If you have a family, chances are your top priority is keeping them safe. Many people invest in home protection tools, from elaborate security systems down to something simple like especially sturdy locks, and do their best to educate themselves on the dangers of the outside world and pass that knowledge down to their kids, so they don’t put themselves in compromising positions.
But something a lot of people overlook when protecting their family is identity theft protection.
Many might think that an individual plan would cover everything, or may not even see the need for identity theft at all. Ultimately though, your family’s identities are never going to be secure unless everyone has their own protection.
Is Family Coverage Really That important?
To answer a question with a question: do you think identity theft protection is important?
If so, you should value family coverage the exact same way you would individual coverage.
When it comes to identity theft protection, family members are a “weakness”. What this means is that your family acts as a crack in the armor for your own accounts. So among all the other reasons you might want family coverage, leaving your family members unprotected is the same thing conceptually as investing in a ton of security tools and then leaving your door unlocked when you leave home.
Of course, your own safety isn’t the only reason to protect your family. You’ll want them to be safe as well, and it certainly wouldn’t do to give yourself an ironclad defense against identity theft and then leave your family unprotected. Your spouse’s assets are just as important as yours, and should be protected as fervently.
But What About Kids?
You might wonder whether children even need identity theft protection. After all, they don’t even really have identities to steal.
This is, in essence, quite true. For that reason, Identity theft protection is a lot more limited when it comes to kids, because it’s expected that a child should have zero credit history or open accounts.
However, that doesn’t mean they can’t have accounts opened in their name. This makes children a big blind spot for many parents…and that blind spot can be exploited by a ton of the more unscrupulous and opportunistic identity fraudsters out there to devastating effect.
Your child could have their credit ruined before they even turn 18, and it can be a devastating burden to drop on a new adult when they go to apply for their first car loan, student loans, or even try to rent their first apartment if things get bad enough.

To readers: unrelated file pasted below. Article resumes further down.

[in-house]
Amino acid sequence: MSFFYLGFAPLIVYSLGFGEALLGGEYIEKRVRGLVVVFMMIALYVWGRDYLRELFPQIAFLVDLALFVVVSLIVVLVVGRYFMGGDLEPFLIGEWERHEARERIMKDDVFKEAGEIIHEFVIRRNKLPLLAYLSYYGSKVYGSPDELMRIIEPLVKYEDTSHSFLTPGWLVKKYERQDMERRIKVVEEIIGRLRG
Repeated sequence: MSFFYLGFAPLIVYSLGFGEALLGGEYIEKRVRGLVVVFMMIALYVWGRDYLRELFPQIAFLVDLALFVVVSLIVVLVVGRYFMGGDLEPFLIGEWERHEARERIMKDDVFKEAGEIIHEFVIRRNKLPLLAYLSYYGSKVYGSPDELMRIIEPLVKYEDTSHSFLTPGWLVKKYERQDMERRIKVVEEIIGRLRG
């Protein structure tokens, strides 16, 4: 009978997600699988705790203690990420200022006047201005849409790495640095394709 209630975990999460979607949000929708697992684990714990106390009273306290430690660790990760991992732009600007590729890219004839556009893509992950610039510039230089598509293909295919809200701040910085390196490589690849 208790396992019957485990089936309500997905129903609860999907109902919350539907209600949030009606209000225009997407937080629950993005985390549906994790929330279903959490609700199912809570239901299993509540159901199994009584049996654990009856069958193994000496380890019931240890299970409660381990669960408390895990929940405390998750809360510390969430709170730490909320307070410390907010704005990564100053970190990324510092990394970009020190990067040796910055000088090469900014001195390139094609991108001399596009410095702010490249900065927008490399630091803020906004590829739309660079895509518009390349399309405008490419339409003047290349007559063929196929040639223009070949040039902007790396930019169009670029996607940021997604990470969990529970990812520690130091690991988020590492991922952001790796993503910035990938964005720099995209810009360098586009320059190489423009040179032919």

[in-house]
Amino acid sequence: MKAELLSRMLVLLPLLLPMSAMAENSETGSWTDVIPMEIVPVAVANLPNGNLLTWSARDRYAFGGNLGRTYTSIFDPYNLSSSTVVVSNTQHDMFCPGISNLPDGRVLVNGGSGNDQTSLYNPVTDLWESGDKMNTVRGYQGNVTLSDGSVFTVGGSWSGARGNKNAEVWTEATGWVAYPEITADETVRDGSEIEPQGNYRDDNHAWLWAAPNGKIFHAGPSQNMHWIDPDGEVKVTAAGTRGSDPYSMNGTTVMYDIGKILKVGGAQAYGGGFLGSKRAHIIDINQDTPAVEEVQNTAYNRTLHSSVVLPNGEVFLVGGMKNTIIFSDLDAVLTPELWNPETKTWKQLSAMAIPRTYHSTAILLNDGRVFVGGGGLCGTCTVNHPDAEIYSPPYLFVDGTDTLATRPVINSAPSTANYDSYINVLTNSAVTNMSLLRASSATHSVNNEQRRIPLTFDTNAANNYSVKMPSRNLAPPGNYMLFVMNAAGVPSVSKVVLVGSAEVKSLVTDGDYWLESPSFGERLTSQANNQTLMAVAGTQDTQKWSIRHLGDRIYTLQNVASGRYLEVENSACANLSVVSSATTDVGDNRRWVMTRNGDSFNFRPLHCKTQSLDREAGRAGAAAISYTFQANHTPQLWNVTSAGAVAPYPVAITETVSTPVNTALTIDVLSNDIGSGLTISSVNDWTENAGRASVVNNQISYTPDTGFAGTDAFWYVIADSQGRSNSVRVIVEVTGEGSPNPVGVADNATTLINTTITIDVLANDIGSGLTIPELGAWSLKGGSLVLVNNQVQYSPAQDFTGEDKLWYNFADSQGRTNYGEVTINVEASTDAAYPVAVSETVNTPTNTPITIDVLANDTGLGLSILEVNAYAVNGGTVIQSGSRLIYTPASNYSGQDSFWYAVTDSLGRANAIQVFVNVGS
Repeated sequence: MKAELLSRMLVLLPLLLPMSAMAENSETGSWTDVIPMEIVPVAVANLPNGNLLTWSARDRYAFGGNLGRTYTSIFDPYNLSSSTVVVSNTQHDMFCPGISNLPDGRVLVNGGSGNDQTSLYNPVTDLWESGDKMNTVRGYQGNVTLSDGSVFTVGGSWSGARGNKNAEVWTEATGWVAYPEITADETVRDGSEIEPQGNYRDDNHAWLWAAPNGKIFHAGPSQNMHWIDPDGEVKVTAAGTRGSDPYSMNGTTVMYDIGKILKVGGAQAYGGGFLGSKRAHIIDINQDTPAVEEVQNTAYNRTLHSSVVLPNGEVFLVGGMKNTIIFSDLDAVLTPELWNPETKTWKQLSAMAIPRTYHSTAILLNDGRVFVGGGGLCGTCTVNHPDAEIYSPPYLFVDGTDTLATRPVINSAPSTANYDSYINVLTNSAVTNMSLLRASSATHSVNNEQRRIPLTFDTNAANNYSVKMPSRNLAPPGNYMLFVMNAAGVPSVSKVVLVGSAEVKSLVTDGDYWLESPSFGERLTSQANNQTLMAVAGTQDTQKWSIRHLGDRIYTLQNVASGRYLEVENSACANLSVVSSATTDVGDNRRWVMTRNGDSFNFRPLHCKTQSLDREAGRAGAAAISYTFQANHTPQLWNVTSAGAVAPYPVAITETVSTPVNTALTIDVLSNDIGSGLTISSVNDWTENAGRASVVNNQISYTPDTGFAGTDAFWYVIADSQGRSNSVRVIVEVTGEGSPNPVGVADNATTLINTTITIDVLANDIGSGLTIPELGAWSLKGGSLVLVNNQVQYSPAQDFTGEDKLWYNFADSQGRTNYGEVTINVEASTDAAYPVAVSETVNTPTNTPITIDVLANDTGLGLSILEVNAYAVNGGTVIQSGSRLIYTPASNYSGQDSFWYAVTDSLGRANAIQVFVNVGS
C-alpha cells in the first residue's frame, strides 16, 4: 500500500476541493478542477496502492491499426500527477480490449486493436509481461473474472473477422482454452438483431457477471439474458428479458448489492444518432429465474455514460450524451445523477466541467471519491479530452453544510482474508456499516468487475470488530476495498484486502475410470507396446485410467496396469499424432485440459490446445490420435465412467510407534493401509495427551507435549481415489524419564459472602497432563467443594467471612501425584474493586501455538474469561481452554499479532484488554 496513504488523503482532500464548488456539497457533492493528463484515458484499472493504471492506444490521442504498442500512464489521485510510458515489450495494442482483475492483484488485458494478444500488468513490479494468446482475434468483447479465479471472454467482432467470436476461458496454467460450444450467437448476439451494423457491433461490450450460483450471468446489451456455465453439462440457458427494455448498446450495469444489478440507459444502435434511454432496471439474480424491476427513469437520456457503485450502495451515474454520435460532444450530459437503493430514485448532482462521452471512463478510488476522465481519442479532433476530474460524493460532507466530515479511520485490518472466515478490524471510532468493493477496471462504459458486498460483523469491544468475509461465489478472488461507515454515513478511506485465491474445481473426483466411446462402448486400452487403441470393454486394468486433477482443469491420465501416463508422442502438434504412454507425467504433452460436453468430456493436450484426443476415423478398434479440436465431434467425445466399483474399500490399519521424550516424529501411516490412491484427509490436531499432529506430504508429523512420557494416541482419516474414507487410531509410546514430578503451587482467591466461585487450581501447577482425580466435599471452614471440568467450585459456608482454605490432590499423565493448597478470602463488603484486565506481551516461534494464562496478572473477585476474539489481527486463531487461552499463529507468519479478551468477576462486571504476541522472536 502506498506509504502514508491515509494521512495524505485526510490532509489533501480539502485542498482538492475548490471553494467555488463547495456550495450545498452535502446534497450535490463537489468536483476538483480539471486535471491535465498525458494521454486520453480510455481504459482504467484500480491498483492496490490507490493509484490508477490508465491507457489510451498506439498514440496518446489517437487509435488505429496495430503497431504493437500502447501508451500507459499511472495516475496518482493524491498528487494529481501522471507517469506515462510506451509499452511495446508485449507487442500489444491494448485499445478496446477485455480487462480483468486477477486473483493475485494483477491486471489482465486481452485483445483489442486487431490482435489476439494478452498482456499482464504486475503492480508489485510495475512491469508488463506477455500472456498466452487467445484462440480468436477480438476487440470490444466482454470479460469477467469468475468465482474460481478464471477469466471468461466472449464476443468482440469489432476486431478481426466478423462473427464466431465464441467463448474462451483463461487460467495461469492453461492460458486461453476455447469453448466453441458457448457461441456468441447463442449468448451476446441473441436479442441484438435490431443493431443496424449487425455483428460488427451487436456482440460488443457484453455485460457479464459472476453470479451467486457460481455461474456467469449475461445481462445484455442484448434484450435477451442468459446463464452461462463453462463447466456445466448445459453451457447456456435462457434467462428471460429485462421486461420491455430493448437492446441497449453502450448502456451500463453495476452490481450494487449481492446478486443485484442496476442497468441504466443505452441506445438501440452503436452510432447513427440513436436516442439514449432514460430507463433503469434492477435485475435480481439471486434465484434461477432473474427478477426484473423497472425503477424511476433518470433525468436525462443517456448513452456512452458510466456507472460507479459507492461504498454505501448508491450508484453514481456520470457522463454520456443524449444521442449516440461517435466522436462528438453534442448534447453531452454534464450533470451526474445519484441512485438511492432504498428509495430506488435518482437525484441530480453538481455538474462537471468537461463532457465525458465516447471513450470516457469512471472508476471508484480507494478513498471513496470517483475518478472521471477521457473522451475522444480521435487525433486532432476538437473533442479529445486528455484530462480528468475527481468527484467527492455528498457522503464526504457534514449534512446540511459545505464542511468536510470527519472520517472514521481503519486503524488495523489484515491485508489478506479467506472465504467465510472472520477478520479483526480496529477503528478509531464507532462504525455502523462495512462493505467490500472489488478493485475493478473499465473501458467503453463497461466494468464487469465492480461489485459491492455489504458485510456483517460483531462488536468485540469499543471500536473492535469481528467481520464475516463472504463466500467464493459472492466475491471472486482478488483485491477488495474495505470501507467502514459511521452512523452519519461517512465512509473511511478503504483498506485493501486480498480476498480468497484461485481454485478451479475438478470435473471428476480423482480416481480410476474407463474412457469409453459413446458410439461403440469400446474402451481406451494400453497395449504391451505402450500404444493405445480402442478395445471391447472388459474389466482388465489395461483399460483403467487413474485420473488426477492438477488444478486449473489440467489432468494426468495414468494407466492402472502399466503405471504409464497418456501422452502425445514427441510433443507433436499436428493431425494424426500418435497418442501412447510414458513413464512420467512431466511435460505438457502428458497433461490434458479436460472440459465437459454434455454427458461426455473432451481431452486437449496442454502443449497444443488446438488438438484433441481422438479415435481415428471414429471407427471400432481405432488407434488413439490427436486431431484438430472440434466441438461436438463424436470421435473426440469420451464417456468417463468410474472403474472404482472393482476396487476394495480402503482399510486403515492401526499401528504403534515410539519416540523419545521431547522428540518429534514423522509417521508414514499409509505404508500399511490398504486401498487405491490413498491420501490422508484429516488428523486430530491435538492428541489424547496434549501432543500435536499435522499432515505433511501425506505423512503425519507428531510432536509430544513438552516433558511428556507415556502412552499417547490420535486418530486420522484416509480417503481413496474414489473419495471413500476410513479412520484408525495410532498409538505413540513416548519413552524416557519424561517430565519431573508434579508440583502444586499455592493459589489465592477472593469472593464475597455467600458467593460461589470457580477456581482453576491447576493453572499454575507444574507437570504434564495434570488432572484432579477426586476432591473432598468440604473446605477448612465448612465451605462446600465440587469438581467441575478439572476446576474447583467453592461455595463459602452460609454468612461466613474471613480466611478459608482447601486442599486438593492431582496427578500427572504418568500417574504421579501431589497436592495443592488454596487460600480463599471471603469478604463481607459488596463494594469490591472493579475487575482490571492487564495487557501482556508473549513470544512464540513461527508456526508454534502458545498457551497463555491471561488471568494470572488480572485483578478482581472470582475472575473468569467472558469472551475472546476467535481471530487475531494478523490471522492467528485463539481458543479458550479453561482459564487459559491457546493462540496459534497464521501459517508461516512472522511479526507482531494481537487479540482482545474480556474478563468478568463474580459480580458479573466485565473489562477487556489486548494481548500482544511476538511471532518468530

Child credit monitoring is therefore focused on one main important thing: informing you if anything shows up on your child’s credit report at all, so you can take action if needed.
Identity Force Basic Overview
A quick refresher on what Identity Force offers as a service.
Their identity theft protection is divided into two tiers: UltraSecure, and UltraSecure + Credit.
These offer the same primary benefits in terms of monitoring:
- Fraud monitoring
- Data breach and dark web monitoring
- Change of address monitoring
- Bank and credit card monitoring
- Payday loan monitoring
- Investment account alerts
- And more!
In addition to those benefits, they offer a solid $1 million insurance plan, and access to their remediation services which can resolve your issues if you or your family is ever the victim of identity theft. Notably, this also includes help if a deceased family member, who used to hold an account with Identity Force, is a victim of identity theft after death.
Many identity thieves can use someone’s identity to open new accounts long after they’re dead, and cause problems for their family with bill collection calls hounding them at all hours, and similar distressing factors. This is known as “ghosting” and it’s distressingly common, so it’s great that Identity Force offers this option.
In addition to this, the UltraSecure + Credit plan offers three bureau credit monitoring for an increase in price; no other benefits are available.
Note that the above prices are not including the two-month free trial Identity Force is currently offering, and brings back intermittently, or any discount they might currently be offering (as of writing this article they’re offering roughly $4 to $5 per month off their plans).
And the Family Plans?